Basic Insurance Terminology

Basic Insurance Terminology

Insurance can be quite confusing – but we’re here to help! 

When shopping for insurance or even reviewing your policy, it helps to know some common insurance terms. Always remember that if you don’t understand something on your policy, don’t be afraid to ask your insurance representative!

Absolute Liability

The liability of a wrongdoer’s automobile insurance company to pay someone harmed by the wrongdoer, even if the wrongdoer has violated the terms on the insurance policy, for example, by driving with an expired license. This is subject to a limit, usually $200,000, and the requirement that the wrongdoer in violation of the contract must reimburse the insurer.

Accident Benefits (AB)

The part of auto insurance that provides medical care and income replacement benefits to insured persons injured in a car collision, regardless of who caused the accident. 

Comprehensive Automobile Coverage

An item of coverage in an Automobile Physical Damage policy insuring against loss or damage resulting from numerous miscellaneous causes such as fire, theft, windstorm, flood, vandalism, etc., but normally not including loss by collision or upset. 

Comprehensive Personal Liability

A form of liability insurance for individuals which insures the policyholder in the event he has become liable to pay money for damage or injury he has caused to others. This form does not include automobile liability, but does cover almost every activity of the policyholder except those which arise from the operations of a business. Hence “Personal” Liability. 

Contingent Liability

A liability which may be incurred by an insured as a result of negligence on the part of independent persons engaged by him to perform work. The most common example is the contingent liability of a principal contractor, which may result from construction operations undertaken by his subcontractors.


What the insurance contract covers.


An agreed specified sum to be deducted from the amount of loss and assumed by the insured.

Deductible Clause

A clause defining the amount of loss for which insured is liable; defines insurers and insured’s contributions to cover losses. 

Direct Billing

A system for the collection of premiums whereby the insurance company “directly bills” the insured for the premium in lieu of the conventional collection of premiums by the agent or broker. The insurer sends a statement to the agent, usually monthly, recording the premiums collected directly, and credits the agent with the commission on those items. 

Direct Loss 

Damage to or loss of the insured property itself. It does not include consequential loss or expenses incurred as an indirect result of the damage, such as the cost of renting replacement items while the originals are being repaired. 

Earthquake Insurance

Coverage for damage caused by an earthquake as defined in the contract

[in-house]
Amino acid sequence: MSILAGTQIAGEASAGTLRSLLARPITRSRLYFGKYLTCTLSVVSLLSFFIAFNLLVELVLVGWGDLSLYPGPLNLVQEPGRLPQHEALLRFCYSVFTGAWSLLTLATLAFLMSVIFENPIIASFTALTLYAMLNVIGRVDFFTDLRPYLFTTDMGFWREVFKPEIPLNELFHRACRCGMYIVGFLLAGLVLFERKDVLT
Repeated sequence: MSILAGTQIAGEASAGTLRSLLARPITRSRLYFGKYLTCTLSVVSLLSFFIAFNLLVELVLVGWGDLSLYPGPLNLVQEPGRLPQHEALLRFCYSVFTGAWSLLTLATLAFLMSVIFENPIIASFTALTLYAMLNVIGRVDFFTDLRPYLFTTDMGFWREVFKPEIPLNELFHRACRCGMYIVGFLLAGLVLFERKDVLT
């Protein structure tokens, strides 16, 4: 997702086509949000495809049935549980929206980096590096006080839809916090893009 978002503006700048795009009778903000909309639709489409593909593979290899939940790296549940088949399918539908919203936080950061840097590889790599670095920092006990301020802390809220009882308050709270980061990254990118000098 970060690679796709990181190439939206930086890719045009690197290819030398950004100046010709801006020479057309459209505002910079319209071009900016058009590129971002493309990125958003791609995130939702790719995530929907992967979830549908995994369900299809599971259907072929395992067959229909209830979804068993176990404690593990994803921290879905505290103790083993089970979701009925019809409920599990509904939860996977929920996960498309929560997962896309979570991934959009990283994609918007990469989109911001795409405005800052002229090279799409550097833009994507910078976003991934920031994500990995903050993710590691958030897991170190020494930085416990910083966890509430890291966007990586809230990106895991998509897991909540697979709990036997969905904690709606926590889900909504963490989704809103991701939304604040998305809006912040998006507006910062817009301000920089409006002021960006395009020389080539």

Effective Date

The date on which an insurance policy or bond goes into effect, and from which protection is furnished.


End of the policy period

Legal Liability

Liability imposed by law on individuals or corporations to pay for harm done to others. Such law may be the common law, statute law or customs which over a period of time have taken on the same status as law. Legal liability may also be assumed under the terms of a contract.


This is a legally enforceable obligation. Liability insurance pays for the damages or losses suffered by others for which the insured person is legally responsible. 

Personal Lines Insurance

Home or auto insurance for individuals, as distinguished from commercial lines insurance for businesses.

Proof of Loss

A formal statement made by a policyholder to the insurance company regarding a claim, specifying its circumstances and the amount of loss, especially in property insurance.

Property and Casualty (or General) Insurance

This is the branch of the insurance industry that covers home, car and business insurance. (The other branch of the industry is life and health insurance)

Pro Rate Cancellation

Cancellation of an insurance policy or bond with the return premium credit being the full proportion of premium for the unexpired term of the policy. 

Vehicle Identification Number (VIN)

This is the number usually found on the dashboard of a vehicle on the driver’s side, and is usually listed on the vehicle registration and title. The VIN is a combination of letters and numbers 17 characters in length that can be used to identify the make, model, and year of a car

Click here for the full glossary

Remember to never be afraid to contact your insurance representative if you don’t understand something on your policy. Contact us today to speak to a representative today at 905-696-9090 or email us at This email address is being protected from spambots. You need JavaScript enabled to view it.  

Source: Insurance Bureau 


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